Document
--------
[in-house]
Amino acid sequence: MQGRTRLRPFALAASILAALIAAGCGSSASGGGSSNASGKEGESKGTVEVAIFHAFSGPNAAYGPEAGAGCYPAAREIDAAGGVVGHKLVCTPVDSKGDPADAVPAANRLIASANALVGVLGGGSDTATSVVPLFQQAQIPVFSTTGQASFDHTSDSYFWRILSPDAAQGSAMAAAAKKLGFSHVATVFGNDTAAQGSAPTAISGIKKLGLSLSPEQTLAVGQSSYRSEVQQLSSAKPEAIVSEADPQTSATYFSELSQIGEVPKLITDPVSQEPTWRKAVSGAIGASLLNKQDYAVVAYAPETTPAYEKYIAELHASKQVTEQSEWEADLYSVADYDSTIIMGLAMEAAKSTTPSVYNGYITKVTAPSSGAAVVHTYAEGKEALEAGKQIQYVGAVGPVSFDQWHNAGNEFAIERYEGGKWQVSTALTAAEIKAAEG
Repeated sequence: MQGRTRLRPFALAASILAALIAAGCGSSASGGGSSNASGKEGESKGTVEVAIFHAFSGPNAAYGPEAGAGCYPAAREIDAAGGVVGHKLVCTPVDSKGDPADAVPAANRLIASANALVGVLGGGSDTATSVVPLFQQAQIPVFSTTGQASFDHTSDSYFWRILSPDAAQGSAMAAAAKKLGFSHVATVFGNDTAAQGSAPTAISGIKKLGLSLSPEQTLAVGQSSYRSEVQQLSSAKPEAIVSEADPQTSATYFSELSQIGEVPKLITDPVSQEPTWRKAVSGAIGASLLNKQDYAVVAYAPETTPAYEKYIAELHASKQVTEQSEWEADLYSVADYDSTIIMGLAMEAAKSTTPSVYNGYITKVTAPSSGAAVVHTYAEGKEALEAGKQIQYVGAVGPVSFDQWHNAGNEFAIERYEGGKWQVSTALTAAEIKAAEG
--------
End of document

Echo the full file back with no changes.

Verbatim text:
[in-house]
Amino acid sequence: MQGRTRLRPFALAASILAALIAAGCGSSASGGGSSNASGKEGESKGTVEVAIFHAFSGPNAAYGPEAGAGCYPAAREIDAAGGVVGHKLVCTPVDSKGDPADAVPAANRLIASANALVGVLGGGSDTATSVVPLFQQAQIPVFSTTGQASFDHTSDSYFWRILSPDAAQGSAMAAAAKKLGFSHVATVFGNDTAAQGSAPTAISGIKKLGLSLSPEQTLAVGQSSYRSEVQQLSSAKPEAIVSEADPQTSATYFSELSQIGEVPKLITDPVSQEPTWRKAVSGAIGASLLNKQDYAVVAYAPETTPAYEKYIAELHASKQVTEQSEWEADLYSVADYDSTIIMGLAMEAAKSTTPSVYNGYITKVTAPSSGAAVVHTYAEGKEALEAGKQIQYVGAVGPVSFDQWHNAGNEFAIERYEGGKWQVSTALTAAEIKAAEG
Repeated sequence: MQGRTRLRPFALAASILAALIAAGCGSSASGGGSSNASGKEGESKGTVEVAIFHAFSGPNAAYGPEAGAGCYPAAREIDAAGGVVGHKLVCTPVDSKGDPADAVPAANRLIASANALVGVLGGGSDTATSVVPLFQQAQIPVFSTTGQASFDHTSDSYFWRILSPDAAQGSAMAAAAKKLGFSHVATVFGNDTAAQGSAPTAISGIKKLGLSLSPEQTLAVGQSSYRSEVQQLSSAKPEAIVSEADPQTSATYFSELSQIGEVPKLITDPVSQEPTWRKAVSGAIGASLLNKQDYAVVAYAPETTPAYEKYIAELHASKQVTEQSEWEADLYSVADYDSTIIMGLAMEAAKSTTPSVYNGYITKVTAPSSGAAVVHTYAEGKEALEAGKQIQYVGAVGPVSFDQWHNAGNEFAIERYEGGKWQVSTALTAAEIKAAEG